Owing to their composition (tin, lead, colophony, amines, formaldehyde, phenol, hydrogen chloride and carbon monoxide), the fumes arising during soldering may lead to irritation of the respiratory organs and the eyes and to other hazards to health. Studies were performed on a standardized test bench in order to identify the systems best suited to reduction of the soldering fume concentration at manual soldering workstations. The state of the art of soldering fume exhaust units was identified.
The emission rate arising during soldering was studied in accordance with DIN 33896-1, "Dust emission of technical equipment - Determination of the dust emission rate of machines intended for the use on work tables - Part 1: Basic method", both with and without soldering fume exhaust equipment. The results reveal the corresponding capture levels. The fume emissions were measured. The gas emissions were also to be measured, formaldehyde serving as the key component.
Soldering fume exhaust units can be classified into two basic types: the hood exhaust type and the point exhaust type. In the case of hood-type exhaust units, the capture facility is positioned in the vicinity of the soldering point with the aid of an articulated arm. In the case of point-type exhaust units, an exhaust tube is attached directly to the soldering iron, enabling the exhaust inlet to be positioned very close to the tip of the latter. Assessment of the soldering fume emissions revealed that the point-type exhaust unit initially worked very effectively, but that deposits in combination with the low exhaust cross-section caused its suction power to drop substantially over less than eight hours. Filters and fans were integrated into the hood itself of a number of the hood-type exhaust units studied. The fume filtration performance of these units was unsatisfactory. The best results were delivered by hood-type exhaust units employing a powerful fan in combination with two filter stages for particles and gas, as these units delivered a good filtration performance in conjunction with a low maintenance requirement. In view of the service life of particle filters and the risk of deposits leading to blockage, soldering fume filters should be equipped with a minimum volumetric flow monitor. The service life of the gas filter should be monitored by an operating hours counter which can be reset each time the gas filter is replaced. The study showed the gas emissions to be too low for measurement or analysis.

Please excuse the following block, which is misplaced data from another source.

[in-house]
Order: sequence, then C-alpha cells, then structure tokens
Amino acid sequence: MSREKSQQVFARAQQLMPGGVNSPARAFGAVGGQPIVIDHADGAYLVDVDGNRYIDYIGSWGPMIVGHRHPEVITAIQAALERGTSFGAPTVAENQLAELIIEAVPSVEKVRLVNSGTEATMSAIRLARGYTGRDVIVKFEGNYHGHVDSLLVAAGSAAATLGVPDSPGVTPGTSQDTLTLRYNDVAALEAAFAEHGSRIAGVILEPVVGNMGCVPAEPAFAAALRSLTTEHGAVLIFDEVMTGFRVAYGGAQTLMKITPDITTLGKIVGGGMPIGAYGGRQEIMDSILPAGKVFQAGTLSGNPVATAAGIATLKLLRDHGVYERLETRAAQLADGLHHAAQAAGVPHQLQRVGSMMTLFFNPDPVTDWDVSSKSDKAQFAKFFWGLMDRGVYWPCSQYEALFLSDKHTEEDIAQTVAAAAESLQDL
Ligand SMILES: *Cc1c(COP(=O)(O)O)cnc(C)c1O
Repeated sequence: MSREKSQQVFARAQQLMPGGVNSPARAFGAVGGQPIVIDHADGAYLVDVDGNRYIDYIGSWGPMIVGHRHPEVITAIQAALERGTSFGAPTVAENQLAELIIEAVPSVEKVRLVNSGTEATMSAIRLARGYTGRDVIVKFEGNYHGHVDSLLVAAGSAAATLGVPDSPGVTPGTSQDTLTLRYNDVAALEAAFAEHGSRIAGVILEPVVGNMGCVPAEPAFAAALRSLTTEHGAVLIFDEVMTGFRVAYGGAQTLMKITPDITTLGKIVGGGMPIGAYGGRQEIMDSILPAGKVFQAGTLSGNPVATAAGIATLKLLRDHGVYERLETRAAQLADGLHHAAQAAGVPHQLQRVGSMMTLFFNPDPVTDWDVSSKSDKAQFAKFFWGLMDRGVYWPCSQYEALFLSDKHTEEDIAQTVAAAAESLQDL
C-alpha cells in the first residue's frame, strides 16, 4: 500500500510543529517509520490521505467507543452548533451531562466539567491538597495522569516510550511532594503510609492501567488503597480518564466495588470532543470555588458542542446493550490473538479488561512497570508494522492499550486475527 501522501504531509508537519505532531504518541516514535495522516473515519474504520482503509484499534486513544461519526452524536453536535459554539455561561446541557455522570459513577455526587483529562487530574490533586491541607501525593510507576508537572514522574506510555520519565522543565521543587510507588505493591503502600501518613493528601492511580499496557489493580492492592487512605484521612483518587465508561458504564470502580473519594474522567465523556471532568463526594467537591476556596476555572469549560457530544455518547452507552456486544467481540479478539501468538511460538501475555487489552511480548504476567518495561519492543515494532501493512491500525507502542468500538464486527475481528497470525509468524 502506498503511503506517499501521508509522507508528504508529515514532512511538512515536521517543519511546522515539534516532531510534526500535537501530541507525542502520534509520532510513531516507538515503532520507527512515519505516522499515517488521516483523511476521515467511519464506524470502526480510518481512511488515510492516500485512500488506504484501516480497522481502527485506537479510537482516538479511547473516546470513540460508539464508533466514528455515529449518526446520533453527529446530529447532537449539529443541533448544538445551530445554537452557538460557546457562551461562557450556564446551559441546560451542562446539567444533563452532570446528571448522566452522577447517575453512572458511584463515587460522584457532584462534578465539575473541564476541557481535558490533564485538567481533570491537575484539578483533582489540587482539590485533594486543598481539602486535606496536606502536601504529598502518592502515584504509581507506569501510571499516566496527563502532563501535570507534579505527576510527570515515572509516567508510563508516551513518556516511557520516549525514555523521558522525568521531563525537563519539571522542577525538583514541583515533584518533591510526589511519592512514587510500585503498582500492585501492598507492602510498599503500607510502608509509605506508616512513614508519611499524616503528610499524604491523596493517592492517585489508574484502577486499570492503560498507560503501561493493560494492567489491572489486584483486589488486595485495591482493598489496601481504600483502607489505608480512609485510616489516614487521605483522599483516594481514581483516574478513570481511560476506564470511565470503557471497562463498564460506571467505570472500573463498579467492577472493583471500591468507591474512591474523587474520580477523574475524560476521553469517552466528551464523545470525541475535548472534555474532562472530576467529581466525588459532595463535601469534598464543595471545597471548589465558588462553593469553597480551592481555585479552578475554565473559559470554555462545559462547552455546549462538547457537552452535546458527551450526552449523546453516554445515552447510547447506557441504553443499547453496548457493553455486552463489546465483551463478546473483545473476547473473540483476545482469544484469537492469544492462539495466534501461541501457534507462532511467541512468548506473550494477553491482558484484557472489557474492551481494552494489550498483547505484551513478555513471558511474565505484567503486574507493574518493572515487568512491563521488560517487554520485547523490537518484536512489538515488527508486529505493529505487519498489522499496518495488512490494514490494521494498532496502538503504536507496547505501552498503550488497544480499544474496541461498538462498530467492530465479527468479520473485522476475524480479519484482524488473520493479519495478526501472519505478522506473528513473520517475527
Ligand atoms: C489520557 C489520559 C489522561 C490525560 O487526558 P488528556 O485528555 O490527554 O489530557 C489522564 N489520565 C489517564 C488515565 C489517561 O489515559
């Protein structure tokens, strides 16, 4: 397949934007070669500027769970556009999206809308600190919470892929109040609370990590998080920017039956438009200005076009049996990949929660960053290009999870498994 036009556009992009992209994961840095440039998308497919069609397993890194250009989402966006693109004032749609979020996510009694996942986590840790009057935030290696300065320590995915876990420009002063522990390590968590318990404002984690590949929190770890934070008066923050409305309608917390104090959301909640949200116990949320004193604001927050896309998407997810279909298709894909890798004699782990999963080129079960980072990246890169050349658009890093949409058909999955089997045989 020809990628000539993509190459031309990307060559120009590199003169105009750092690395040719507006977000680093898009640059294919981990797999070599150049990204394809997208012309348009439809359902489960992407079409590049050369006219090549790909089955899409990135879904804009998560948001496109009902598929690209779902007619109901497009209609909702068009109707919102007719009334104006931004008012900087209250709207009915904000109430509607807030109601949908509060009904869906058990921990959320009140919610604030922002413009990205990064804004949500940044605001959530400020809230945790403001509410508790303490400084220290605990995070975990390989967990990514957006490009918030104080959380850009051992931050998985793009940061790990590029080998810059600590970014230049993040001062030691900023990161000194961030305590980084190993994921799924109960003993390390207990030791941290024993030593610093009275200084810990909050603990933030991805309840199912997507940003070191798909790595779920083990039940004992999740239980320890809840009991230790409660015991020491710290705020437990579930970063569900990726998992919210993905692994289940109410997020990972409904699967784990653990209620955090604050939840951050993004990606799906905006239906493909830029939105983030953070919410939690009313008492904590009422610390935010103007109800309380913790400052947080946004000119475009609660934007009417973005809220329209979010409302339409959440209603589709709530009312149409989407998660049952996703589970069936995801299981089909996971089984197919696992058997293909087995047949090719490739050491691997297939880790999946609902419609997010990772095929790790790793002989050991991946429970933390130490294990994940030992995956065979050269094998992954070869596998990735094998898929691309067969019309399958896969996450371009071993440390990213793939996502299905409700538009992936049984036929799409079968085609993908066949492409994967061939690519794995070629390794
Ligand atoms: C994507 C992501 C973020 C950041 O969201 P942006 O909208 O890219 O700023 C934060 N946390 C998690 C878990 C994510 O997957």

electrical engineeringType of hazard:
Gefahrstoffe, Arbeitsbedingte Erkrankungen, Arbeitsbedingte GesundheitsgefahrenCatchwords:
Maschinensicherheit, Prüfverfahren, NormungDescription, key words:
safety of machinery, test method, standardisation, soldering fumes, health hazards, reduction of pollutant emissions, capture efficiency, separation performance, service life